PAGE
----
Gyro-stabilized laser to a downlink station with a big fiber pipe.

Re:From the article... (1)

zerocool^ (112121) | more than 9 years ago | (#10676397)

The problem with satellite latency isn't the distance the signal travels, it's the logistics of packet aggregation. The satelite transmits back to earth in packet bursts. Like AC current. It's on for a second, at really really high dense speeds, and then off for a sec.

~Will

Re:From the article... (0)

Anonymous Coward | more than 9 years ago | (#10676411)

How many packets have to come down the signal to FUCK WILL DUNN GOATS?!?!! LALALAL!!!!!

A clean bill of health. (2, Insightful)

Anonymous Coward | more than 9 years ago | (#10674914)

"In an article covering bringing wireless and high speed internet connectivity several rural counties near Fredericksburg, VA, a county commissioner comments that transportation issues were once considered the top issue in economic development discussion, now it's the lack of high-speed Internet."

And here, I thought good water, and sanitation was important? Shows what I know.

Re:A clean bill of health. (1)

YankeeInExile (577704) | more than 9 years ago | (#10676244)

As disinclined as I am to feed the trolls ...

Sixty years ago, sure, those were serious issues in economic development. Now, sanitation and water are not top issues, because in most of the developed world, they are solved problems.

So much for multi-camera VR... (2, Insightful)

UnapprovedThought (814205) | more than 9 years ago | (#10674923)

If most of the populace is still trying to suck their bandwidth through a dial-up straw.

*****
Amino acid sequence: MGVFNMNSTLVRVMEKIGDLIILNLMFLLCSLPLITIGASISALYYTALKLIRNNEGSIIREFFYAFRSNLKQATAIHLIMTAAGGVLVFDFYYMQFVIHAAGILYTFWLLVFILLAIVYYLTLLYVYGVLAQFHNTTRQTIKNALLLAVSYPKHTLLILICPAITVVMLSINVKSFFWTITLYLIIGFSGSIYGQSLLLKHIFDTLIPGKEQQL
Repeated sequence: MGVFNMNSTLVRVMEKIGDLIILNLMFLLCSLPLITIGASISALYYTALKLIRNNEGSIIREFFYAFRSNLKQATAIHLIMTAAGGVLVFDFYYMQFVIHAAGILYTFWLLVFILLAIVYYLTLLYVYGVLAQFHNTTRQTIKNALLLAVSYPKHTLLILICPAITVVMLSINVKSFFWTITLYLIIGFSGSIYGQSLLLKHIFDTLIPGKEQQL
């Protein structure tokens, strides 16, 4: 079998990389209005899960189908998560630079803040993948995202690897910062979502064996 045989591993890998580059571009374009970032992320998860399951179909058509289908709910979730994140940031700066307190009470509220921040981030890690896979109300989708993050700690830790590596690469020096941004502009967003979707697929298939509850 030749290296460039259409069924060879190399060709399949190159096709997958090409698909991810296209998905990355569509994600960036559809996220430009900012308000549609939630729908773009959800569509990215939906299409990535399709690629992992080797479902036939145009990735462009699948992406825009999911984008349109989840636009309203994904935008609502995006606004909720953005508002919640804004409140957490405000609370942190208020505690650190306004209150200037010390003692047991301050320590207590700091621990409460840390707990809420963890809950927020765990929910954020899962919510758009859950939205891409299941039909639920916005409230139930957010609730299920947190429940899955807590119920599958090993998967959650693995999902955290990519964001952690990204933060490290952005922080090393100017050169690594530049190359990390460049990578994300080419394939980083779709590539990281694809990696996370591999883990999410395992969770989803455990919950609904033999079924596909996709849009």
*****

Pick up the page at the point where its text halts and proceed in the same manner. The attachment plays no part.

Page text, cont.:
I hope someone on high wakes up and realizes that a fast broadband infrastructure has the potential to reduce energy consumption more than any other technology out there.

Care to explain that? (1)

Cyno01 (573917) | more than 9 years ago | (#10675601)

broadband infrastructure has the potential to reduce energy consumption more than any other technology out there
Seriously, how?

Re:Care to explain that? (1)

LiquidCoooled (634315) | more than 9 years ago | (#10676024)

With super high speed broadband available to every geek in the world, the increase in heat output from friction alone is enough to melt the polar ice caps.

Re:Care to explain that? (2, Informative)

UnapprovedThought (814205) | more than 9 years ago | (#10676190)

"Seriously, how?"

Look at rush hour traffic and consider why it's there. It consists of a bunch of people commuting to work because their presence is required elsewhere. The number one reason most of these people can't telecommute to work is because of insufficient bandwidth. They have or they can only get or afford a dial-up connection. It would hurt productivity to telecommute while using slow speed or unreliable connections. Resolve this problem and that excuse is taken away for the employee as well as the employer. I believe that eventually rich collaboration tools will mature and make the home the preferred work environment, more productive and flexible than the typical office.